My TV

05 May 2013

Smash‘s Second Chance

By // TV

Smash - Season 2

Kyle & Jimmy- season 2’s only real improvements on season 1

Smash is, perhaps more than any other show currently airing on broadcast television, the most reviled and ridiculed thing in the world. By the end of its first season, people were writing editorials about the new phenomenon of “hate-watching” to explain why anyone was tuning in at all. But I still kind of liked it. Smash is not now and certainly has never been a perfect show- I would even go so far as to say it’s never even been all that good- but it’s had moments when I’ve thought “yes! I’ve been waiting for someone to write a character like that” or “ooh, that was awfully fun to watch” and that’s a lot more than some shows can say (here’s looking at you, Two Broke Bawdy Idiots). What’s interesting about Smash‘s trajectory is that it was completely overhauled between the first and second seasons (after an early pickup that shocked pretty much everyone). The Broadway-vet creator was canned and a Gossip Girl-vet brought in as the new showrunner. My instinct was that this was pretty strange given that most of season one’s major issues were rooted in melodramatic storytelling, but maybe it had something to do with television vs. theatrical pacing or attracting a younger audience. Either way, Josh Safran now had almost a whole year before the January premiere of season two to shore up his newly acquired ship. But when January finally came and the few faithful Smash viewers returned, what we found was a show without much more going for it than it had in 2012 (see photo caption).

A few smart moves were made, most notably the elimination of the universally reviled plot-moving assistant Ellis. Julia’s sweet but boring husband and good-for-nothing son were also taken out along with Karen’s out-of-place fiance and the tragically mis-used character of Michael (the only casting cut that really hurt). Beyond personnel changes, though, Smash is operating largely in the same way it did last season (although Julia’s scarves have been pointedly and completely superficially eliminated- why did everyone care so much about the damn scarves?!). Characters are still randomly bursting into pop songs on the street (an infuriating device I could have sworn the new EP promised to quit) and there’s still entirely too much emphasis on Katharine McPhee, who might just be the worst actress I’ve ever seen on TV (yes, her voice is good, but she can’t sell a scene to save her life and the more I hear the other characters call her a “star” the more I want to write them- otherwise perfectly well executed characters- off as stupid). Meanwhile, the much-anticipated Jennifer Hudson arc was a complete waste of time and so jam-packed with artifice that I was more annoyed than I was when Ellis poisoned Uma Thurman last year (generally regarded as the series low-point).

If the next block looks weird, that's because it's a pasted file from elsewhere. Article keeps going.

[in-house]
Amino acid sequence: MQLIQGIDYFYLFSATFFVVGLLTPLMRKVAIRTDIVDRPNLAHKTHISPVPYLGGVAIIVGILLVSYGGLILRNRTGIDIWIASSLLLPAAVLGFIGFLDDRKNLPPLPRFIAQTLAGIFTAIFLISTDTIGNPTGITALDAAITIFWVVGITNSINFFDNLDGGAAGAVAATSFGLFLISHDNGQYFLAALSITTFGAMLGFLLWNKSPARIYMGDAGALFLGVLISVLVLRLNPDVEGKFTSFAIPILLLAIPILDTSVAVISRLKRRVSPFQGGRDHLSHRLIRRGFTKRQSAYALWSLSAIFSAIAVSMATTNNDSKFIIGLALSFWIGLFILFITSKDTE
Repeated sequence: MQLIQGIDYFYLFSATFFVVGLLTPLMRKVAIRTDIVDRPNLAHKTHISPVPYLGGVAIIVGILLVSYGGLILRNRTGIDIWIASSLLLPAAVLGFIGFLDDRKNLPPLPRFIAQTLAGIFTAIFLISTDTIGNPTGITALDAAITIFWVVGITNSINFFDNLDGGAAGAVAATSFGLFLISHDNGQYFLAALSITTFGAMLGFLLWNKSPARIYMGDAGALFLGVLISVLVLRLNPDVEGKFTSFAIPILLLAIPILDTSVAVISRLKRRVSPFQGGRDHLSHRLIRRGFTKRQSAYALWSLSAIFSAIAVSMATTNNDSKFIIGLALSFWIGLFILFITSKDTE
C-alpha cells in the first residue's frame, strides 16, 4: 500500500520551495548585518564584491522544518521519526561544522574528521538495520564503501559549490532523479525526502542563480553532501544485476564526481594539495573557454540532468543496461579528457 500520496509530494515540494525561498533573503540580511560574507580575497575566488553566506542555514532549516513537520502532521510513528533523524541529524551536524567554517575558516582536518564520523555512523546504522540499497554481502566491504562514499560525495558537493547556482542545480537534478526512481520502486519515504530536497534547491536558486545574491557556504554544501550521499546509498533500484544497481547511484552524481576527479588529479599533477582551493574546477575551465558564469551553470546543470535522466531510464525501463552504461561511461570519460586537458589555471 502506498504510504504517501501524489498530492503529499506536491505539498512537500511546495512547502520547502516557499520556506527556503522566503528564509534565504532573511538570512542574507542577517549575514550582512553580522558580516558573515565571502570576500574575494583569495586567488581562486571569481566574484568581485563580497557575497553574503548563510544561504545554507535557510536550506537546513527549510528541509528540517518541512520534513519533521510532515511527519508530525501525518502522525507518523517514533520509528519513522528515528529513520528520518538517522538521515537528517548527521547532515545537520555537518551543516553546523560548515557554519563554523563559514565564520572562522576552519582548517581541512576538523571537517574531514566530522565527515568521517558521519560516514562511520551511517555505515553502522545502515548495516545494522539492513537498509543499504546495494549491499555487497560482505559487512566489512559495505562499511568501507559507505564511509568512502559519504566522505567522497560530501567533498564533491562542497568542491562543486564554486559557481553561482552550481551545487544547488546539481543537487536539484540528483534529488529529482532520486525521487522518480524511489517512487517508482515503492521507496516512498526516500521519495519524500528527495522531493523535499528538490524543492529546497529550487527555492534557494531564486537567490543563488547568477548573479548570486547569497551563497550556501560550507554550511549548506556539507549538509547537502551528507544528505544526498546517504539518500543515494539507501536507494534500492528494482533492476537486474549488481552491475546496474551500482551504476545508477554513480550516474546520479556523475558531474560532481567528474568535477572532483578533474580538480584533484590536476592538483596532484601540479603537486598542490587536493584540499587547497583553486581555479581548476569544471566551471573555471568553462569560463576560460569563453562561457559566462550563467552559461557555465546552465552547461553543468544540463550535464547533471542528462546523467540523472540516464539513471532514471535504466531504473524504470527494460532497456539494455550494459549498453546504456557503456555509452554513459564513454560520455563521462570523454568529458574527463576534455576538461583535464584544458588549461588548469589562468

The one major change for season two is that the narrative has been expanded to focus on more of a theatrical landscape, smartly easing the tension off of Bombshell. It’s a massive help to Smash that the audience is no longer expected to live or die by the fate of the Marilyn musical because I (like most people) didn’t give one flying hoot about its success or failure last year and I still don’t. Not only did the Bombshell emphasis push the stakes for the characters high and the audience low (a killer if you don’t want viewers to flirt with the idea of defenestrating their televisions), the making of one big-budget musical didn’t generate enough plot to fill the episodes. The result was that relationship and character arcs that were actually beautifully conceptualized were condensed simply to give the characters something to do. I loved the idea of a long-simmering, tension-filled attraction that would test Julia’s loyalty and restraint as she watched the man she once loved singing the words she wrote day after day as they crawled towards opening night. But no, season one Julia didn’t have much to do beyond bantering with Tom, scolding her son and half-heartedly contemplating adoption, so the whole Michael affair played out in about 3 episodes, making Julia seem immature, unfaithful and wishy-washy. TV shows need Plot. They also need relationship and character arcs (if those aren’t there, you better believe I’m not watching) but without plot, the relationship and character arcs have no shot at developing with any sense of realism, subtlety, or the sort of pacing that makes characters seem thoughtful and grown up. By adding more shows to the mix, the season two iterations of the Smash characters have something to occupy their time other than complaining about their love lives and silly casting concerns (now they only spend about 60% of their time on such things, as opposed to 90). Some of the relationship and character storytelling isn’t actually as interesting as it was in season one, but the pacing makes all the difference.

The expanded landscape also takes the pressure off the fact that Bombshell– with the exception of a stellar song or two- looks pretty darn terrible. Actually, all the shows in the Smash-verse seem pretty terrible, which is strange considering that season one MVPs Shaiman & Wittman have been joined by the hip and likable songwriting duo Pasek & Paul to produce a catalogue of pretty decent hits. Liaisons was purposefully bad and made for an unobtrusive and enjoyable subplot that was a little amusing and a little bittersweet in a nice way. Bombshell, on the other hand, is supposed to be great (because Tom & Julia are supposed to be theatre legends) but it’s just too shiny and filled with alienating moments like that truly awkward JFK scene. But at least the mid-season decision to switch stars (again!) gives its leading lady actual star power (and a little bit of believability in the role). What actually looks Really Bad is Hit List, the scrappy off-broadway show that thankfully pulled Karen away from Bombshell, opening the door for Ivy to finally have the role she obviously deserved after a season of the least realistic casting battle in the history of the world.